This should not suggest that the Fed is on the verge of doing less. It seems clear that a strong majority of the Fed’s policy-making committee supports the current round of stimulus, announced in September and December. The Fed’s chairman, Ben S. Bernanke, said on Monday that the persistence of high unemployment “motivates and justifies” those steps, which he called “extraordinarily important.”

But an account of the committee’s most recent meeting in December, released earlier this month, showed participants already debating whether the Fed should end the bond purchases as early as this summer.

Mr. Rosengren, who holds one of the four rotating seats on the committee this year, pushed back against calls for an early end. The Fed is buying $85 billion a month in Treasuries and mortgage bonds to drive down borrowing costs, which it hopes will encourage spending and foster job creation. Mr. Rosengren said the campaign was working and that it should continue for some time.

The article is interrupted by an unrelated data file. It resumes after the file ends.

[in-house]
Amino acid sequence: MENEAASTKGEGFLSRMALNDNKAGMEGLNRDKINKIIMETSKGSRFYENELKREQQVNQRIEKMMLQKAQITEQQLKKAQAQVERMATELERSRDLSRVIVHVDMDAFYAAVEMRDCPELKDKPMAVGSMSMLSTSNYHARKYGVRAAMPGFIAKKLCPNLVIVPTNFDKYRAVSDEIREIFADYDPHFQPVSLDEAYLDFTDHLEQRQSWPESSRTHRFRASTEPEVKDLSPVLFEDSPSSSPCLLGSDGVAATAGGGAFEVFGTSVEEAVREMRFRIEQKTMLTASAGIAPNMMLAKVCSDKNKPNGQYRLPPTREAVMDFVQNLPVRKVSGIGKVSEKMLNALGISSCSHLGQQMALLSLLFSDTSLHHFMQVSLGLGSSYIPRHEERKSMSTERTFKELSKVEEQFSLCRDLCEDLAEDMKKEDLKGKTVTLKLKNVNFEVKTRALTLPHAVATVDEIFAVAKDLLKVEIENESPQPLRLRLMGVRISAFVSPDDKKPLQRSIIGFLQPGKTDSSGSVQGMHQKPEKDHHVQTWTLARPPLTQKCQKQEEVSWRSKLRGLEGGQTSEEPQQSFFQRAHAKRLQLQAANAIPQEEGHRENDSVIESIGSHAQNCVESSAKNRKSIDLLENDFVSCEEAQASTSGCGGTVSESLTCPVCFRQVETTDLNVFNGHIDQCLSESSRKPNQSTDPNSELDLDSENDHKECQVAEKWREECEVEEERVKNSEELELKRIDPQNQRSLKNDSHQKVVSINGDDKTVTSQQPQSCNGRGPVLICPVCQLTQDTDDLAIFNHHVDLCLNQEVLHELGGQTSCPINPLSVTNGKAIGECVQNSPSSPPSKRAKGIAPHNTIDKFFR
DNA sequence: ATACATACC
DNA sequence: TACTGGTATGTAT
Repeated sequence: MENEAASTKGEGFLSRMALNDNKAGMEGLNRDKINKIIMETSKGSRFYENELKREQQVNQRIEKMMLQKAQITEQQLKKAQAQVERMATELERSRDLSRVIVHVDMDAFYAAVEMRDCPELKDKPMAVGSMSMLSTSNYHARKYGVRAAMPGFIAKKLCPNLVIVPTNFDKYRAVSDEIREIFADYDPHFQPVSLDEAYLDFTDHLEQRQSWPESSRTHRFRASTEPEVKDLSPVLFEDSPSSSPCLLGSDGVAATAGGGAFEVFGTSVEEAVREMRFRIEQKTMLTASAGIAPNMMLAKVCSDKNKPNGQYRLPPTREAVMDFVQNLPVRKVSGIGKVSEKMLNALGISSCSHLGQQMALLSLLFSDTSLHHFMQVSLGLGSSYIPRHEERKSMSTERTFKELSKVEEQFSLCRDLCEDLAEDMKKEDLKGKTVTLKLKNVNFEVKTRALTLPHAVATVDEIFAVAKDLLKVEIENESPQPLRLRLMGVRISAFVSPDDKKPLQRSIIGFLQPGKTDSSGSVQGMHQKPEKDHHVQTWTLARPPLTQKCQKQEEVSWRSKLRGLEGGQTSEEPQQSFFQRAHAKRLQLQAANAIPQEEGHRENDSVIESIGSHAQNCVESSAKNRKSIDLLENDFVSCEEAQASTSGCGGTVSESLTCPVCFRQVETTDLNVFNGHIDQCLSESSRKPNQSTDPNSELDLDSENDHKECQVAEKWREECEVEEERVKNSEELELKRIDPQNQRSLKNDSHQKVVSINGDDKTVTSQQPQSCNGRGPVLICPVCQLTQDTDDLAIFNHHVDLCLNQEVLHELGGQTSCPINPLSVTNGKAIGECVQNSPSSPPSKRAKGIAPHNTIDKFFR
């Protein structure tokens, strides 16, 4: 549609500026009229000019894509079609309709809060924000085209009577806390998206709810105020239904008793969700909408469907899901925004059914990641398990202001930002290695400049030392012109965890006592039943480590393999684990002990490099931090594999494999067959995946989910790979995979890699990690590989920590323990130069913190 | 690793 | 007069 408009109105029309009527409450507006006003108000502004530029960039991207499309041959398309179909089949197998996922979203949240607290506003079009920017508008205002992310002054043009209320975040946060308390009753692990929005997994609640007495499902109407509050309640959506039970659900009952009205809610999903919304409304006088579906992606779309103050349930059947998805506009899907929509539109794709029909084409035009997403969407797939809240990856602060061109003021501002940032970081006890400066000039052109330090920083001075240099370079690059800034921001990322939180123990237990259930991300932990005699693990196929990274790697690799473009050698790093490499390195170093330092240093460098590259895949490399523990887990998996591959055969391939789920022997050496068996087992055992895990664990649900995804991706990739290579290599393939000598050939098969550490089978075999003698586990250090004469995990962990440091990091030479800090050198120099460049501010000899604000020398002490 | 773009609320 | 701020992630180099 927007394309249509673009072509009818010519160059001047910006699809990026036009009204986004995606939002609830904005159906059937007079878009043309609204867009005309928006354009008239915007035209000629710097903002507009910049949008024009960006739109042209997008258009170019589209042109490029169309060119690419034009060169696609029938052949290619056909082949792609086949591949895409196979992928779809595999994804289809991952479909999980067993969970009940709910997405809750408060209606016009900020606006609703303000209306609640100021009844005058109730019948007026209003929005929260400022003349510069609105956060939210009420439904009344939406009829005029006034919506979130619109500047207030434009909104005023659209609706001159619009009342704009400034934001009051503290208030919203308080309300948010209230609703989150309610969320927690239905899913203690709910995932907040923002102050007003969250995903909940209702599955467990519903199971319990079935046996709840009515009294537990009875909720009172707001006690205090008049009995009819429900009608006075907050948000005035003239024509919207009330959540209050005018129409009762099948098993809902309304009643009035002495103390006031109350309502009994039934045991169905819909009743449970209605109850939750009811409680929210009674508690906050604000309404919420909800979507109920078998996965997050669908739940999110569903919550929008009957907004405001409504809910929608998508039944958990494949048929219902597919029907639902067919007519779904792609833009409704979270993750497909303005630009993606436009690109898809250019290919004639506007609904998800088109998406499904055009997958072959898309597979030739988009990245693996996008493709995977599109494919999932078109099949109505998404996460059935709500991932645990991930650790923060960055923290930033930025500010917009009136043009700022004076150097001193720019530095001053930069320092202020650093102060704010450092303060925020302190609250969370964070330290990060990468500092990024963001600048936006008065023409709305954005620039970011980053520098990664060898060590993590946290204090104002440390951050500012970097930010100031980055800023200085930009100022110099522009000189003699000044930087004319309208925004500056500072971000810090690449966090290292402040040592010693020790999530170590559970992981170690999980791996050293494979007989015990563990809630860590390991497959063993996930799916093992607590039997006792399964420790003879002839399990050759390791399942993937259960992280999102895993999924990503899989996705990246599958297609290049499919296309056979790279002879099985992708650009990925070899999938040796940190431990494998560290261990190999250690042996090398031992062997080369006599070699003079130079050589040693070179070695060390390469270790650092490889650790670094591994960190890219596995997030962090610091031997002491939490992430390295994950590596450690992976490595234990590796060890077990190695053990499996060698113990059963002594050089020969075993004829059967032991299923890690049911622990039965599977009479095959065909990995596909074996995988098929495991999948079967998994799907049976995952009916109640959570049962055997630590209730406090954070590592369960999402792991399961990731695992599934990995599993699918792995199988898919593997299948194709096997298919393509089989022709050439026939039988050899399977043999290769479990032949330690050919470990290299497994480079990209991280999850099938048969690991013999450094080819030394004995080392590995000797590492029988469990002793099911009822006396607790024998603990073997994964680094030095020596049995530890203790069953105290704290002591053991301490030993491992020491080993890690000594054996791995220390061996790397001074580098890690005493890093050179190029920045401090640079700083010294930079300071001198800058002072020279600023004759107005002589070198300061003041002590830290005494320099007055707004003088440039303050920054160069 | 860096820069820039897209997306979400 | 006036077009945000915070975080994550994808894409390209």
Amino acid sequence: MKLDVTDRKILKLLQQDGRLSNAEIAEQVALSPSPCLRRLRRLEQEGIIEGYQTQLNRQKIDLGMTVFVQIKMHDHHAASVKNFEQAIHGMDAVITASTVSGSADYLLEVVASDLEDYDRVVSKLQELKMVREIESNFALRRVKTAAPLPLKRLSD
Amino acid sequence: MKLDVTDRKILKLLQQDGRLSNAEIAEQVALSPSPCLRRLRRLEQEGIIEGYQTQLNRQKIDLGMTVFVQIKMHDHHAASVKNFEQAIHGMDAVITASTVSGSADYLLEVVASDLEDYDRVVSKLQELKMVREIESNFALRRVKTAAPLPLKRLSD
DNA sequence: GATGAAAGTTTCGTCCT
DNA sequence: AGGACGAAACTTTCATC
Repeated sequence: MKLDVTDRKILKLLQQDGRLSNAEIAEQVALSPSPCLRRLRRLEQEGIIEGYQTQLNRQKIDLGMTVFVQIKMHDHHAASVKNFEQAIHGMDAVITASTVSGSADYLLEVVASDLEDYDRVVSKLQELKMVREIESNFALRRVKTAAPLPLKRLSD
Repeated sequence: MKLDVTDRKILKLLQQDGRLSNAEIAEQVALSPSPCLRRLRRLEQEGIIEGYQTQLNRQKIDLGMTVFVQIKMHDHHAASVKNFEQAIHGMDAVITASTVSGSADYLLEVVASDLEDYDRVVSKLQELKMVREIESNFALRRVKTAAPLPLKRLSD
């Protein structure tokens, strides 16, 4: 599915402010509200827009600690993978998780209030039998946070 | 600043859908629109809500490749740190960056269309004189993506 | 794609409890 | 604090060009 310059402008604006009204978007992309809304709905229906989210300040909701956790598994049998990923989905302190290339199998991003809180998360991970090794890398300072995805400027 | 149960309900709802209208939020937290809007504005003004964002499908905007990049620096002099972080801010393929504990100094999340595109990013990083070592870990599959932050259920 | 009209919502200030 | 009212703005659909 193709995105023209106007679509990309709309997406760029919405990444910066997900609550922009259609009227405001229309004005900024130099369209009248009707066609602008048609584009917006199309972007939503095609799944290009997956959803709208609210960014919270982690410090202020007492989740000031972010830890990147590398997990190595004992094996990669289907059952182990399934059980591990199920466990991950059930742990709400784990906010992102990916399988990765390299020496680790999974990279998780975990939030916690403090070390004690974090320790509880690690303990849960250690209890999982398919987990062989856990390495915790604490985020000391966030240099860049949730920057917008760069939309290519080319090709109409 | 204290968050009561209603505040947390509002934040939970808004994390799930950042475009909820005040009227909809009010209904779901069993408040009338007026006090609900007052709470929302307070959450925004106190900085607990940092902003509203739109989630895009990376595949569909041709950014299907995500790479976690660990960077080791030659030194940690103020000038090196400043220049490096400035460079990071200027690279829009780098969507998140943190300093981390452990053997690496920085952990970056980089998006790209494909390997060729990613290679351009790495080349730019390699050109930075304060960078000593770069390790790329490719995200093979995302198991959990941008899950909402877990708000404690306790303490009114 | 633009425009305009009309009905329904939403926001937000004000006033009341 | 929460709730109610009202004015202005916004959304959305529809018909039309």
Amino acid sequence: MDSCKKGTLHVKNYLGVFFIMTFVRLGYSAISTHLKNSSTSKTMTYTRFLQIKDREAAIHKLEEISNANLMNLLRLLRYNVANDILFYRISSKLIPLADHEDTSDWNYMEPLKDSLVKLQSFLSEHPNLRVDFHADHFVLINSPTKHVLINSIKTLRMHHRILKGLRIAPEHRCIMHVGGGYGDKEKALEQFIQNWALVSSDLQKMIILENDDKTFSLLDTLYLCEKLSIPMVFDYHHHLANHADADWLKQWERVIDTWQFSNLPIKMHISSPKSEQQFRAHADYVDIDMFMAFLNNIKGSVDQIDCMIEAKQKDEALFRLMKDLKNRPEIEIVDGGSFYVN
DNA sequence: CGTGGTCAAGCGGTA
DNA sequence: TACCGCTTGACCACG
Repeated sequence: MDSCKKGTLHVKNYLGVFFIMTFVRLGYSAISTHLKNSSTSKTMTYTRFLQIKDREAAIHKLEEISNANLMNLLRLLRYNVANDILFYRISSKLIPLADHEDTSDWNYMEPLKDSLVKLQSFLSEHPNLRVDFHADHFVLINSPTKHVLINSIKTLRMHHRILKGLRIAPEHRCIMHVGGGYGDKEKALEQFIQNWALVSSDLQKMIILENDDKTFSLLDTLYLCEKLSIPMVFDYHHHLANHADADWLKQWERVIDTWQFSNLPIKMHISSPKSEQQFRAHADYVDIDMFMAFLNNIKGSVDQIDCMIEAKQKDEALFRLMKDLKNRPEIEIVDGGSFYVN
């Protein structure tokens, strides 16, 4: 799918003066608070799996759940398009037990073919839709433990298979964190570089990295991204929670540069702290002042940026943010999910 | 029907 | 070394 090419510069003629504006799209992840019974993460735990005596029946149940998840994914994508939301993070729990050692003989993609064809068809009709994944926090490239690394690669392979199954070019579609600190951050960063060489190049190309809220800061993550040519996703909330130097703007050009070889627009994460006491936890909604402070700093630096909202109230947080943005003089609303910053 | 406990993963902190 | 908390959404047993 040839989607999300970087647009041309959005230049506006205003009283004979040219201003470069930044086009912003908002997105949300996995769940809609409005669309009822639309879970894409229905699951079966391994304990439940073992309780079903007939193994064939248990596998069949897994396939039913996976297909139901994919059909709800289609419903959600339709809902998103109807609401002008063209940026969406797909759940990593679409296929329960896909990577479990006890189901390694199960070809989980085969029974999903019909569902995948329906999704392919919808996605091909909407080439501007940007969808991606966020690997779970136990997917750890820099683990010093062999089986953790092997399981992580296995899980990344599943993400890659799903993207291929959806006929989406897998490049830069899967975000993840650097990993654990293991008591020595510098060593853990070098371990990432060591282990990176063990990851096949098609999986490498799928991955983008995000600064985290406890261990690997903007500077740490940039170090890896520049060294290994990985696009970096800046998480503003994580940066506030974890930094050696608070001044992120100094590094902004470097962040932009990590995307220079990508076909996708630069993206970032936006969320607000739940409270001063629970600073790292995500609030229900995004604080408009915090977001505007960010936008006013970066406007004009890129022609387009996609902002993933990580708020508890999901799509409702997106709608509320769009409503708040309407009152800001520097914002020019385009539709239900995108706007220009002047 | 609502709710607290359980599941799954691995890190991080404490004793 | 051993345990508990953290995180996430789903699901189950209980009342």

“I consider it imperative that monetary policy continue to actively support the economy at present — since we continue to have an unacceptably high unemployment rate while, at the same time, inflation is undershooting the Federal Reserve’s 2 percent target,” Mr. Rosengren said.

But Mr. Rosengren – who has been one of the strongest advocates for the Fed to act more aggressively to reduce unemployment — did not argue that the Fed should expand its efforts, even though he and other Fed officials expect that unemployment will remain higher than they would like, and that inflation will remain lower.

After the speech, in an interview with Bloomberg News, Mr. Rosengren made clear that the Fed could do more – he just doesn’t think it should, at least not for now.

Another strong supporter of the asset purchases, Narayana Kocherlakota, president of the Federal Reserve Bank of Minneapolis, did call Tuesday for additional action to reduce unemployment, but his views are less significant because he does not hold a vote on the policy-making committee this year.

“Monetary policy is currently not accommodative enough,” Mr. Kocherlakota said, noting that inflation is projected to remain below the 2 percent annual pace the Fed regards as most healthy, so the central bank is failing both in its obligation to reduce unemployment and to control inflation.